Cannes 2008 diary: 'Vicky Cristina Barcelona'

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Dave Calhoun is pleased to see that Woody Allen has found form again with his Spanish-set romcom, 'Vicky Cristina Barcelona'

Woody Allen surprised the Cannes Film Festival this weekend when the world premiere of his new film, Vicky Cristina Barcelona got a deservedly warm reception on the Croisette. It’s no masterpiece, and it has to be said that Allen has set the bar fairly low with his recent output, but this spicy comedy with Rebecca Hall and Scarlett Johansson as Cristina and Vicky, two young American women with opposing ideas relating to love and romance, achieves a credible and enjoyable tone that’s been sadly lacking from Allen’s movies for far too long.

No sooner have Cristina and Vicky installed themselves for a European summer in the lush Barcelona home of some American family friends than the pair meet Javier Bardem’s Juan Antonio in an restaurant. He’s an impossibly creative and attractive lothario who invites the pair to share his private plane and bed on a weekend trip to Oviedo. Cristina leaps at the chance, but Vicky, who’s engaged to be married to a dull, earnest but loving businessman back home in the States, thinks it’s the most ridiculous idea she’s ever heard.

They take up his offer anyway, and the rest of the film sees the pair both, at different points, fall for Juan’s charms over the course of a summer whose warm tones and ample sun inform the entire look and feel of Allen's film. Cristina ends up living with Juan with both of them enjoying a loving Bohemian life, until his tempestuous ex-wife Maria Elena, played with an amusing shrill mania by Penelope Cruz, comes back on the scene and ends up shacking up with the pair of them and initiating a welcome screwball flavour to the proceedings.

These lightly melodramatic sexual shenanigans are played for laughs which is probably why they don’t fall flat at the hurdle of credibility as by rights they should. There are ideas floating around here regarding the ideals of relationships and the realities of living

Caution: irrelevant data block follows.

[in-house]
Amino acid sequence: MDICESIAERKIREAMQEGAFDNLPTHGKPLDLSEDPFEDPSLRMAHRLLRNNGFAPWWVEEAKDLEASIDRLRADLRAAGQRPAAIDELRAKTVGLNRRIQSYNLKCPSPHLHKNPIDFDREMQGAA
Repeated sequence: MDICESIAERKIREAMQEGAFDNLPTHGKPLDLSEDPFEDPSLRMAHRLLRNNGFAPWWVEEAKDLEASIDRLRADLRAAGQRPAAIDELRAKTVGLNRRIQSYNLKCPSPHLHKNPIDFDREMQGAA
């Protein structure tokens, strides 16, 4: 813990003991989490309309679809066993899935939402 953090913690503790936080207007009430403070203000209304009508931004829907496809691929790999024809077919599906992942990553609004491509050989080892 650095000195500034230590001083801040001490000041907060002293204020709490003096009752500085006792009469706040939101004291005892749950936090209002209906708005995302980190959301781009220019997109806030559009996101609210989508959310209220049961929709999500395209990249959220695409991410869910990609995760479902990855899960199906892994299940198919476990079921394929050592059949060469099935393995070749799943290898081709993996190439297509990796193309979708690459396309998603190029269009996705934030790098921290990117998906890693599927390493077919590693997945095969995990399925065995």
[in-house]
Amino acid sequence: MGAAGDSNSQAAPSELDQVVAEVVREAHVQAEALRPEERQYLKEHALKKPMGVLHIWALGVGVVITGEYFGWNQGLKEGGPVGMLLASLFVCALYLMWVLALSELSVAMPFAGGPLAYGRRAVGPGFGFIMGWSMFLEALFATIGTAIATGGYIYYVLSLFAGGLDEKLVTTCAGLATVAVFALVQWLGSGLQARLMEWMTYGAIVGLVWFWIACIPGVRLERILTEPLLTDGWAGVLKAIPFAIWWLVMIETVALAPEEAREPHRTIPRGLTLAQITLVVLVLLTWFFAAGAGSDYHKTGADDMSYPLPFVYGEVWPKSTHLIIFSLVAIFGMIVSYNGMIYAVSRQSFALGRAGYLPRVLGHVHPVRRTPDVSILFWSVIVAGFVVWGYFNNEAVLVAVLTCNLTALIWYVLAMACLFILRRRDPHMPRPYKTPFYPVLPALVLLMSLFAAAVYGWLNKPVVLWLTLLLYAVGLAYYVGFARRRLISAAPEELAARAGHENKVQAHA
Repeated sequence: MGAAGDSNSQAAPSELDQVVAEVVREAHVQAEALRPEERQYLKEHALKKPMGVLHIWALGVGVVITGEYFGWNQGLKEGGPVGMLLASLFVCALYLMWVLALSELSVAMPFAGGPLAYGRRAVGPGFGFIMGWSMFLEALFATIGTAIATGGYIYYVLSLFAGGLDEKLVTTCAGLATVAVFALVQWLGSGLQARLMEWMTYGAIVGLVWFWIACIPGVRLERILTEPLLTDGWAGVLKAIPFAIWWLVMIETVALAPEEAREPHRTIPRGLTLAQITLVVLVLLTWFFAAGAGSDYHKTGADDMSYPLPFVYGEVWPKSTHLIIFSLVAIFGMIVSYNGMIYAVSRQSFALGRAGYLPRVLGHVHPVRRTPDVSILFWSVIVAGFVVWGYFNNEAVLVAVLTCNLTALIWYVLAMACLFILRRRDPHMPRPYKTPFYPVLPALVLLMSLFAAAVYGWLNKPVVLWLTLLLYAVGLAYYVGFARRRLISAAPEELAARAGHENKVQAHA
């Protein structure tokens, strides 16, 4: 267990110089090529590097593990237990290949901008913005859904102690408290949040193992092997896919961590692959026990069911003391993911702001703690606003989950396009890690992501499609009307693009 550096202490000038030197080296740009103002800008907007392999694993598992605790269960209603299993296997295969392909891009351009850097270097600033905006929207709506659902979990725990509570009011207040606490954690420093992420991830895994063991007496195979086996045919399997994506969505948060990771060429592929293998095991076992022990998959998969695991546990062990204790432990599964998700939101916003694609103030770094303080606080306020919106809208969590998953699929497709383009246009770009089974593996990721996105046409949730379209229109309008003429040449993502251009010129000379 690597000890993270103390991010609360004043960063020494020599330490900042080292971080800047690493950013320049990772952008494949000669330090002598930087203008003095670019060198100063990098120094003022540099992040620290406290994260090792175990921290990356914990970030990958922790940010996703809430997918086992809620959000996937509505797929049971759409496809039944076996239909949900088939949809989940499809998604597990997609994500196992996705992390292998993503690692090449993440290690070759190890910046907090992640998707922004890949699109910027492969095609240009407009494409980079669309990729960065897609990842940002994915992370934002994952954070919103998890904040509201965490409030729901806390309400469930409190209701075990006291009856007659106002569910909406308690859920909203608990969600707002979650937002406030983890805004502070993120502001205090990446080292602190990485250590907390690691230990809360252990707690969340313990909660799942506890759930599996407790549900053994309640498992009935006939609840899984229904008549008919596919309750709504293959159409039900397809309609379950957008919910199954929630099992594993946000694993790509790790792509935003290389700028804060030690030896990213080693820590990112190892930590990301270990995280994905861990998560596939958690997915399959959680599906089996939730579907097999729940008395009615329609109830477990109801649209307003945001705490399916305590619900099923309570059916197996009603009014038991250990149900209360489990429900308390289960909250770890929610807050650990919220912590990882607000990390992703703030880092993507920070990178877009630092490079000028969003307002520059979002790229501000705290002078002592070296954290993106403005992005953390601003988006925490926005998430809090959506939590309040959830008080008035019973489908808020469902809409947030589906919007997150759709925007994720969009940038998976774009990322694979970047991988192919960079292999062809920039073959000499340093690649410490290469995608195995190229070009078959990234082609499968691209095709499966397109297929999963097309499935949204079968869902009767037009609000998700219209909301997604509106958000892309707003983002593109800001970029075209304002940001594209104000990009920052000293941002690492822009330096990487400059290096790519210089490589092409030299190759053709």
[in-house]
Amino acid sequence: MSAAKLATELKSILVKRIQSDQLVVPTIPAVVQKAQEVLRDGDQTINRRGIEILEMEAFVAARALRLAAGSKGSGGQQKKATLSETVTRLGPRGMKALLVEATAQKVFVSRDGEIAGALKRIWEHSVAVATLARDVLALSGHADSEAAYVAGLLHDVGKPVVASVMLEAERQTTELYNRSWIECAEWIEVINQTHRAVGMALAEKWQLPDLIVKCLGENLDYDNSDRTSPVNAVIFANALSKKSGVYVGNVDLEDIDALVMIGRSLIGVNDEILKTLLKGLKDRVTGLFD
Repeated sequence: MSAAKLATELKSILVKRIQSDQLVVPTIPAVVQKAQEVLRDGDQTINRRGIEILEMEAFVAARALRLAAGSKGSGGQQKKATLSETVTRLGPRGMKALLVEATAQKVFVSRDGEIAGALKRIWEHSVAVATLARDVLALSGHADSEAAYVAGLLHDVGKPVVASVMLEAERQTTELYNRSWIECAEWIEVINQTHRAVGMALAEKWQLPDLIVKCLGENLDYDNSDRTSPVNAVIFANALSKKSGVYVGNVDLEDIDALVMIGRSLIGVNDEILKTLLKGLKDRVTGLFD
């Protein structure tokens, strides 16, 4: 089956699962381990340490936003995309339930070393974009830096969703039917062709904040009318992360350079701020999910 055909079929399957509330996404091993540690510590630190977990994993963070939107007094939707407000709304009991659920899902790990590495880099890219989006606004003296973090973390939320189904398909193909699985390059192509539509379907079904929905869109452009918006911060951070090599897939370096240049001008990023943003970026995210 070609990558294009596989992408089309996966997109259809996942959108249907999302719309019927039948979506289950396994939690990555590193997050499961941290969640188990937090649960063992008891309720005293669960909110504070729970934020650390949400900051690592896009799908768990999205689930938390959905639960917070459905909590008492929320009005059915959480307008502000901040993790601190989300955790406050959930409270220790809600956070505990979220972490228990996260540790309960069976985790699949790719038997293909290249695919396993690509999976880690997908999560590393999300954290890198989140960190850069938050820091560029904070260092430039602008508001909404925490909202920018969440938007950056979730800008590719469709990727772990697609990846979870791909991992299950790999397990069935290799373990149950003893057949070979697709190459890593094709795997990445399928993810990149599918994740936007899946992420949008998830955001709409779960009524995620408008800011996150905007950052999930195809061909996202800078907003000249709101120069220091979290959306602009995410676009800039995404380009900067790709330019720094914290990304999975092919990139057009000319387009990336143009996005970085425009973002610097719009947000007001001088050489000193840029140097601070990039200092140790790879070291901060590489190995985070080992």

with them, but to the film’s credit Allen doesn’t get bogged down in the stolid moral mechanics of his recent serious films, ‘Match Point’ and ‘Cassandra’s Dream’, and thankfully, the humour is simply better written than his last comic effort, ‘Scoop’, in which Allen himself offered a hackneyed routine of tired one-liners.

The cast here are well up to the job: Bardem and Cruz are more than willing to indulge Allen’s stereotyping of a wild and Latin romanticism while Hall and Johansson mainly succeed by playing their roles straight and looking good as the objects of Juan's affections.

That said, the film’s indulgence of the surface qualities of Catalan and Spanish culture may well have Spaniards booing in the aisles in the same way that many Brits reacted to Allen’s ‘Match Point’ and ‘Cassandra’s Dream’. There are plenty of shots of Gaudi architecture, long-haired Latin lovers playing guitar, and, as ever, most characters and homes are of the moneyed, barely recognisable variety for which Allen has already mined Britain. But you can forgive ‘Vicky Cristina Barcelona’ these failings largely because of the overriding tongue-in-cheek, knockabout nature of the piece, its amusing script, and its largely good performances, especially from Bardem and Cruz.

Allen doesn’t appear to be taking himself too seriously with this film. Neither should we.

Read Cannes review of Steven Soderbergh’s ‘Che’ here

Read Cannes review of Clint Eastwood's 'The Exchange' here

Read Cannes review of Terence Davies 'Of Time and the City' here

Read Cannes review of Nuri Bilge Ceylan's 'Three Monkeys' and Pablo Trapero's 'Lion's Den' here

Read our review of Steve McQueen's 'Hunger' here

Read our review of Fernando Meirelles Cannes 2008 opener,' 'Blindness', here

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